Let us start with the structure of your solution - projects, test projects, additional files. Here you can see an example of the solution with a little bit of an order in it. Here are a few points of reasoning behind this structure: test projects are isolated in it’s own virtual (and physical) folder called Tests (meaning that both *.IntegrationTests and *.UnitTests projects are located under the \Tests folder). Going forward it will help to automate running all tests during build process. Test projects are split into two groups: unit and integration tests. There might be different views on this subject. Here is mine: unit tests project contains only tests that do not have explicit side effects like databases, files or web services that has to be there for such tests to run. One could think of unit tests as tests that can be executed on the build server without having additional setup arranged for it. On the other side integration tests project contains such tests that might require additional setup like databases, files, etc. Integration tests are typically slower to run and normally less reliable (due to it’s dependency to external sources).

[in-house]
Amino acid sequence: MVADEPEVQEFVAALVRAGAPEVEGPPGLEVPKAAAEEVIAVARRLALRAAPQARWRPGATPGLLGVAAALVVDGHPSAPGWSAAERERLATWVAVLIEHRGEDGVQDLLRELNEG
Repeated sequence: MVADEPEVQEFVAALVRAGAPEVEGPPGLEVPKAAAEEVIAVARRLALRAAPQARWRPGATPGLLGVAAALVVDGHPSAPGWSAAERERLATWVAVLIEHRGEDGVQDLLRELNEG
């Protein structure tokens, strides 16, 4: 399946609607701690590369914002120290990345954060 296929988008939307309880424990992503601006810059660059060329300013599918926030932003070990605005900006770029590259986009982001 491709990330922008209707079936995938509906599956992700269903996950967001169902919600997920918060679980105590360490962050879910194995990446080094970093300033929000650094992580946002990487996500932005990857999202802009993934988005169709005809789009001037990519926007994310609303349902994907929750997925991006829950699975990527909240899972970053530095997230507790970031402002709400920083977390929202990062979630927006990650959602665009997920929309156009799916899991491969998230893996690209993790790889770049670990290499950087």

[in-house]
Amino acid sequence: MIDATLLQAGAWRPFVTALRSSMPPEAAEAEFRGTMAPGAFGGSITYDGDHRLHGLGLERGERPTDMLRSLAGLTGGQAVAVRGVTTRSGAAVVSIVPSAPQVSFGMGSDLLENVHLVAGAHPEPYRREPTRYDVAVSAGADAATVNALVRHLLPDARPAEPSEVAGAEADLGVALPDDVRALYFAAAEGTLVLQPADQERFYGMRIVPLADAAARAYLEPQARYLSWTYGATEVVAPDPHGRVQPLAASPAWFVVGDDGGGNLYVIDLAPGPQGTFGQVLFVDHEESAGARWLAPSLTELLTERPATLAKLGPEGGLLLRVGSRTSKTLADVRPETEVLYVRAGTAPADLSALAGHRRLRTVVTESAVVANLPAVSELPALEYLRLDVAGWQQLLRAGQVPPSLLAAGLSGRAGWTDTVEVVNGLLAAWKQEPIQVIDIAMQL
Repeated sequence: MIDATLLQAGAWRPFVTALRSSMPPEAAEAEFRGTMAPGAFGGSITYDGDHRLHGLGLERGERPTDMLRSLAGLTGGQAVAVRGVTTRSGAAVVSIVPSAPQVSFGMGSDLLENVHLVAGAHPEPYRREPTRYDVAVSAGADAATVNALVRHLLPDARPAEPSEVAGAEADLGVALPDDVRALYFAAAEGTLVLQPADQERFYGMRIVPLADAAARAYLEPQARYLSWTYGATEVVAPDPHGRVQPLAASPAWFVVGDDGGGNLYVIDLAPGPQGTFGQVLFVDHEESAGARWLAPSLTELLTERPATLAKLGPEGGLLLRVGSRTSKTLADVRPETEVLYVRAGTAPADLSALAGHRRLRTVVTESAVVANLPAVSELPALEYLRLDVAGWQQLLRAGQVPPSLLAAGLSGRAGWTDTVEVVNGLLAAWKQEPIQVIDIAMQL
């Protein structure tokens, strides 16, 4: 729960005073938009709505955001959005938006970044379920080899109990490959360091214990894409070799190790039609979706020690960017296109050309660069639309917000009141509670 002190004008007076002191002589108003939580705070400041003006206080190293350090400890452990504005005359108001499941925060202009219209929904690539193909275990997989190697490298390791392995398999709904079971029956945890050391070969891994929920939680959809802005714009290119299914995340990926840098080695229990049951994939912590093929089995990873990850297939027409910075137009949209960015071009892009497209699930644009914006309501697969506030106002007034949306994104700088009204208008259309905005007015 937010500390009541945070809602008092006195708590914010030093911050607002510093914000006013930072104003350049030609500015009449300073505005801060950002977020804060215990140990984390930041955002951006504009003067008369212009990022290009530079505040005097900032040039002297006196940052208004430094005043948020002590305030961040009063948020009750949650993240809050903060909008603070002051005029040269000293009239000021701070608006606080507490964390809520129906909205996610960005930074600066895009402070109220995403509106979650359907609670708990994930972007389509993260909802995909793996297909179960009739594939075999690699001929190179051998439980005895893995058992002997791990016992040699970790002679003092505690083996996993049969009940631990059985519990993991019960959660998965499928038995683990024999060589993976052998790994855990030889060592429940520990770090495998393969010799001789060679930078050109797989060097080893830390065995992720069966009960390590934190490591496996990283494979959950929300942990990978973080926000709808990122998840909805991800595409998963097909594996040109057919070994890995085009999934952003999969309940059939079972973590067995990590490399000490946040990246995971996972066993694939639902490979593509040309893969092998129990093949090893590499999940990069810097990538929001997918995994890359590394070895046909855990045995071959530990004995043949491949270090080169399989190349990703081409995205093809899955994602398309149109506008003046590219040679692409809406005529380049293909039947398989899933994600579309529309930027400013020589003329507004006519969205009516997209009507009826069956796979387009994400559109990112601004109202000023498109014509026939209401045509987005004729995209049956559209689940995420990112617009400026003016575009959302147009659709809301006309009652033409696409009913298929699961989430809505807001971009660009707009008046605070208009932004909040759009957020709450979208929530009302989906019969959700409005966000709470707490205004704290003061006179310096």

Projects themselves are located right under the solution node in this example. And I have to mention that strictly speaking it does not matter how you would arrange these projects.

Let’s now put this new structure of our solution into use. First of all we will try to find a more or less natural way of controlling any build process with Visual Studio. That is MSBuild. Here is an example of Build2012.proj script for MSBuild (2012 refers to the version of Visual Studio used). Let’s go through some logical parts in it.

First there is a definition of some properties: project name, path to MSTest.exe and both unit and integration test containers (paths to respective assemblies). Then there is the series of actions dependent on each other so that if at least one of them fails - whole build fails. Here are those in order of execution:

• BuildDebug